Moreover, the drug cartels can afford to transport their purchased weaponry into Mexico from overseas using their own fleet of aircraft, ships, and submarines, which can land unimpeded on the cartels’ own remote airfields or docks. The notion that all of this military-type weaponry is somehow finding its way into Mexico via the southern United States is simply not logical.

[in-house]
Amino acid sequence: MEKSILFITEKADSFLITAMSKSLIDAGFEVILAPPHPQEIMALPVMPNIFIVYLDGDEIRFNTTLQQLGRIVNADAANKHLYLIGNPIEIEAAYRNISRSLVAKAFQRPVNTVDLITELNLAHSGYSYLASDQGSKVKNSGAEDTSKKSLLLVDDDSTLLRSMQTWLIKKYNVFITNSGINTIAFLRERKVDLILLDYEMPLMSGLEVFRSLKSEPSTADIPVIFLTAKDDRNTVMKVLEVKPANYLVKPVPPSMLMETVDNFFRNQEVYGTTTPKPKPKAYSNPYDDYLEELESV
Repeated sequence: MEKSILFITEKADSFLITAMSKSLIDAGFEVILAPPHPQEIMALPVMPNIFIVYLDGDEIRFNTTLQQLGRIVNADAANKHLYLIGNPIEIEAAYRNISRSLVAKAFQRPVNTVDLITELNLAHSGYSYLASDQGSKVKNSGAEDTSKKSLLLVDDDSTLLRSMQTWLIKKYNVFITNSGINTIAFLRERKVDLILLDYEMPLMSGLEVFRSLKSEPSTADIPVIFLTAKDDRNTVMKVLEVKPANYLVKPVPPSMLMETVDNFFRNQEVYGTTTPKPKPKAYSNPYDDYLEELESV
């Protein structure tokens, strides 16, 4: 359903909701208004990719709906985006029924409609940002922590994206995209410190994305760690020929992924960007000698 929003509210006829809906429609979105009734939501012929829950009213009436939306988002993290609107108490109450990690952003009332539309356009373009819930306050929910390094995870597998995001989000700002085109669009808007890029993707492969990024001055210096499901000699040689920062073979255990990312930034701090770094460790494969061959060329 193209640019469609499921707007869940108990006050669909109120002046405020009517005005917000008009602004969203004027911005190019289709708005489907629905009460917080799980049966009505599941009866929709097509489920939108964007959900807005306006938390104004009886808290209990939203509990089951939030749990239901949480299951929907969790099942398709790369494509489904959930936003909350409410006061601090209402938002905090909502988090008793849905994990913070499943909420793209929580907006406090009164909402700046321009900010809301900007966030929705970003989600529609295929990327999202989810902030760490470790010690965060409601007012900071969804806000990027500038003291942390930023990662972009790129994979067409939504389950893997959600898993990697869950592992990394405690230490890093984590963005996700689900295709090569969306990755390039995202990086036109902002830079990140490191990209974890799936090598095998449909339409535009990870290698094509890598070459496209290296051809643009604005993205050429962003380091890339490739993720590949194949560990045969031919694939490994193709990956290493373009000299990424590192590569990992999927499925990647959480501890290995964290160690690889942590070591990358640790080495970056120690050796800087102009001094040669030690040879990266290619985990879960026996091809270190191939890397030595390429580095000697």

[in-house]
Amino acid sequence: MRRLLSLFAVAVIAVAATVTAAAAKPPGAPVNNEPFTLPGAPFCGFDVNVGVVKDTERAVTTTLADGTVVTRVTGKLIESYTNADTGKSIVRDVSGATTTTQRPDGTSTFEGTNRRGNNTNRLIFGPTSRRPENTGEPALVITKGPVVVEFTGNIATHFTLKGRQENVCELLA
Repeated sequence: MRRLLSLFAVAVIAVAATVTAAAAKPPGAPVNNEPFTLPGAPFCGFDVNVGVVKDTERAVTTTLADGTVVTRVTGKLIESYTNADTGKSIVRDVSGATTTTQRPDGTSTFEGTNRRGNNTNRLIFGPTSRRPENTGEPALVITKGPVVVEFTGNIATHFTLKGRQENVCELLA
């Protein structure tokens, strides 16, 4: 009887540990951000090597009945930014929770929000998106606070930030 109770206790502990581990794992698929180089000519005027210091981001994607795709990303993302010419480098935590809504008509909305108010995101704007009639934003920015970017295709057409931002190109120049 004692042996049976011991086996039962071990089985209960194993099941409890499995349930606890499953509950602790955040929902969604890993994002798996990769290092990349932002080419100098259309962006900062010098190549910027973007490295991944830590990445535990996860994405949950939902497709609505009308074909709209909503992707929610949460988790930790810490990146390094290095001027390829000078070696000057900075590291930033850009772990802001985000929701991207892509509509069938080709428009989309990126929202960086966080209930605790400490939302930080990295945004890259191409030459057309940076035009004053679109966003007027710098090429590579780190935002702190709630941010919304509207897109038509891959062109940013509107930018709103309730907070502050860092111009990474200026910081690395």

Hillary Clinton surely comprehends this, and her statements need to be understood in context. She is a key player in a presidential administration that is passionately opposed to gun rights. The President himself is quietly launching an assault on the Second Amendment. This is the same President who formerly served on the board of the anti-gun Joyce Foundation; who supported a ban on the manufacture, sale and possession of handguns; who proposed a 500-percent increase in the excise taxes on firearms and ammunition to discourage the purchase of those items; who voted in support of legislation that would have banned privately owned hunting shotguns and target rifles in Illinois (where he was a state senator); who voted, in 2004, against legislation intended to protect homeowners from prosecution in cases where they used a firearm to thwart a home invasion; and who appointed Attorney General Eric Holder, who helped craft the “Federal Assault Weapons Ban” of 1994 which banned the sale of numerous models of semi-automatic firearms for ten years. (Holder, it should be noted, now seeks to reinstitute that ban.)